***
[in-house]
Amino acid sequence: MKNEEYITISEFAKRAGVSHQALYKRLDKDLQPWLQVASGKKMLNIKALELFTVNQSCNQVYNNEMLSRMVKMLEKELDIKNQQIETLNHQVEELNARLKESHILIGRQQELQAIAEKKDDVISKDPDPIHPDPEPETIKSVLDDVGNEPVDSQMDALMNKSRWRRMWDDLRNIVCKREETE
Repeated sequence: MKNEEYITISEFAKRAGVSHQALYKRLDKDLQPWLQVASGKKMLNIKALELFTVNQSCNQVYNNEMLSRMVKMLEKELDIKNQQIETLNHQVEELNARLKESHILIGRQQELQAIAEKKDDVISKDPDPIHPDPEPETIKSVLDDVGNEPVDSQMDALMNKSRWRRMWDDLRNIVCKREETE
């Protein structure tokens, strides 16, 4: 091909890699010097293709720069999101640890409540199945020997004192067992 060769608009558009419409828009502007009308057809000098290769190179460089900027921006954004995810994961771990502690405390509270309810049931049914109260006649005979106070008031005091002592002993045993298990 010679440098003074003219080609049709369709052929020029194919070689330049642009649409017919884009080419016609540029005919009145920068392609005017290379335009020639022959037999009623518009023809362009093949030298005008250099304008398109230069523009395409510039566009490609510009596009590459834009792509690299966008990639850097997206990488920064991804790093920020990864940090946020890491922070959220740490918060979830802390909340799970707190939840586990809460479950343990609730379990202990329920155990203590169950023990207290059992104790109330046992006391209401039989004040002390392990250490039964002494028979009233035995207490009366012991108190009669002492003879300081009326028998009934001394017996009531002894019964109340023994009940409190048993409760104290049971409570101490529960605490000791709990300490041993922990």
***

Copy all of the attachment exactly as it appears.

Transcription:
[in-house]
Amino acid sequence: MKNEEYITISEFAKRAGVSHQALYKRLDKDLQPWLQVASGKKMLNIKALELFTVNQSCNQVYNNEMLSRMVKMLEKELDIKNQQIETLNHQVEELNARLKESHILIGRQQELQAIAEKKDDVISKDPDPIHPDPEPETIKSVLDDVGNEPVDSQMDALMNKSRWRRMWDDLRNIVCKREETE
Repeated sequence: MKNEEYITISEFAKRAGVSHQALYKRLDKDLQPWLQVASGKKMLNIKALELFTVNQSCNQVYNNEMLSRMVKMLEKELDIKNQQIETLNHQVEELNARLKESHILIGRQQELQAIAEKKDDVISKDPDPIHPDPEPETIKSVLDDVGNEPVDSQMDALMNKSRWRRMWDDLRNIVCKREETE
């Protein structure tokens, strides 16, 4: 091909890699010097293709720069999101640890409540199945020997004192067992 060769608009558009419409828009502007009308057809000098290769190179460089900027921006954004995810994961771990502690405390509270309810049931049914109260006649005979106070008031005091002592002993045993298990 010679440098003074003219080609049709369709052929020029194919070689330049642009649409017919884009080419016609540029005919009145920068392609005017290379335009020639022959037999009623518009023809362009093949030298005008250099304008398109230069523009395409510039566009490609510009596009590459834009792509690299966008990639850097997206990488920064991804790093920020990864940090946020890491922070959220740490918060979830802390909340799970707190939840586990809460479950343990609730379990202990329920155990203590169950023990207290059992104790109330046992006391209401039989004040002390392990250490039964002494028979009233035995207490009366012991108190009669002492003879300081009326028998009934001394017996009531002894019964109340023994009940409190048993409760104290049971409570101490529960605490000791709990300490041993922990």